Midterm Question: wavelike properties


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torialmquist1F
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Joined: Sat Jul 22, 2017 3:00 am

Midterm Question: wavelike properties

Postby torialmquist1F » Sun Nov 19, 2017 5:49 pm

What does it mean to have measurable wavelike properties?

904940852
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Joined: Fri Sep 29, 2017 7:07 am

Re: Midterm Question: wavelike properties

Postby 904940852 » Sun Nov 19, 2017 6:27 pm

That the wavelength is able to be measured in an experiment. Large objects do not have measurable wavelike properties

Jonathan Tangonan 1E
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Joined: Sat Jul 22, 2017 3:01 am

Re: Midterm Question: wavelike properties

Postby Jonathan Tangonan 1E » Sun Nov 19, 2017 7:16 pm

I believe at one point in Dr. Lavelle's lectures he said that anything smaller than 10^-15m would be out of the range of an object being measurable.

Yadira Flores 1G
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Joined: Wed Nov 15, 2017 3:01 am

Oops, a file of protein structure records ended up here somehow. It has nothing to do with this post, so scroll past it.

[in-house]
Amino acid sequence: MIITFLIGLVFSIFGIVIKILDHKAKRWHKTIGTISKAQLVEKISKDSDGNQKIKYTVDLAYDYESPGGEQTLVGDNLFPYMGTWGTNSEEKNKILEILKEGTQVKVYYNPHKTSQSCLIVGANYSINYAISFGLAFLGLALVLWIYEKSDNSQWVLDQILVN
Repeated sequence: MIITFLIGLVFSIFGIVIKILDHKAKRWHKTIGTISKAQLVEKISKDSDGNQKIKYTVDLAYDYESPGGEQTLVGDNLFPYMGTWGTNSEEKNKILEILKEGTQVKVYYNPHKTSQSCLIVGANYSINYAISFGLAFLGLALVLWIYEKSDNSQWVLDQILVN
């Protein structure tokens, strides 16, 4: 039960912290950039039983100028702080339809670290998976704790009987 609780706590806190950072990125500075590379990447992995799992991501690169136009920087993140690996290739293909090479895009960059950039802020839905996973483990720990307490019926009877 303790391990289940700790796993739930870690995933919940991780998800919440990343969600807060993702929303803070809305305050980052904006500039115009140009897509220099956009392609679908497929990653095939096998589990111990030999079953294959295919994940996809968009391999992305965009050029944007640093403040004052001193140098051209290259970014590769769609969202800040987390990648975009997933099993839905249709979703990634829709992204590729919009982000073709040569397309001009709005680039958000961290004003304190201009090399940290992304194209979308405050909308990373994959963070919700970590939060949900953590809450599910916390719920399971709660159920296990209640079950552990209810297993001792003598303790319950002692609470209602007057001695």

Re: Midterm Question: wavelike properties

Postby Yadira Flores 1G » Sun Apr 15, 2018 2:19 pm

I think it's meaning that in order to have 'measurable wavelike properties' it has to be within the range of the electromagnetic spectrum.

Komal Prakash 1H
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Re: Midterm Question: wavelike properties

Postby Komal Prakash 1H » Wed Apr 18, 2018 9:19 pm

In lecture today, Dr. Lavelle shared that in order for something to have measurable wavelike properties, it must have a wavelength bigger than 10^(-18)m. Thus, as described in class, a car would not have measurable wavelike properties as, in the example, its wavelength = 1.64x10^(-38)m. However, an electron does have wavelike properties (as shown in class, the electron had wavelength of 1.4x10^(-10)m, which is detectable in a lab.

Yeo Bin Yook 1K
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Joined: Fri Apr 06, 2018 11:05 am

Re: Midterm Question: wavelike properties

Postby Yeo Bin Yook 1K » Wed Apr 18, 2018 9:27 pm

Simply put, you can use the De Brolie equation (h/mass*velocity) to find out if the wavelength has measurable properties.
If the wavelength is less than 10^-18m it is not detectable/measurable because it is so small. And like everyone mentioned before, the examples he gave in class are helpful in understanding the concept.
If p is small and divides Planck's constant, the wavelength as a result should usually be relatively be large enough to be detectable.

Angelica Garcia 1-H
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Joined: Fri Apr 06, 2018 11:02 am

Re: Midterm Question: wavelike properties

Postby Angelica Garcia 1-H » Wed Apr 18, 2018 10:28 pm

Thanks thats really clarifying


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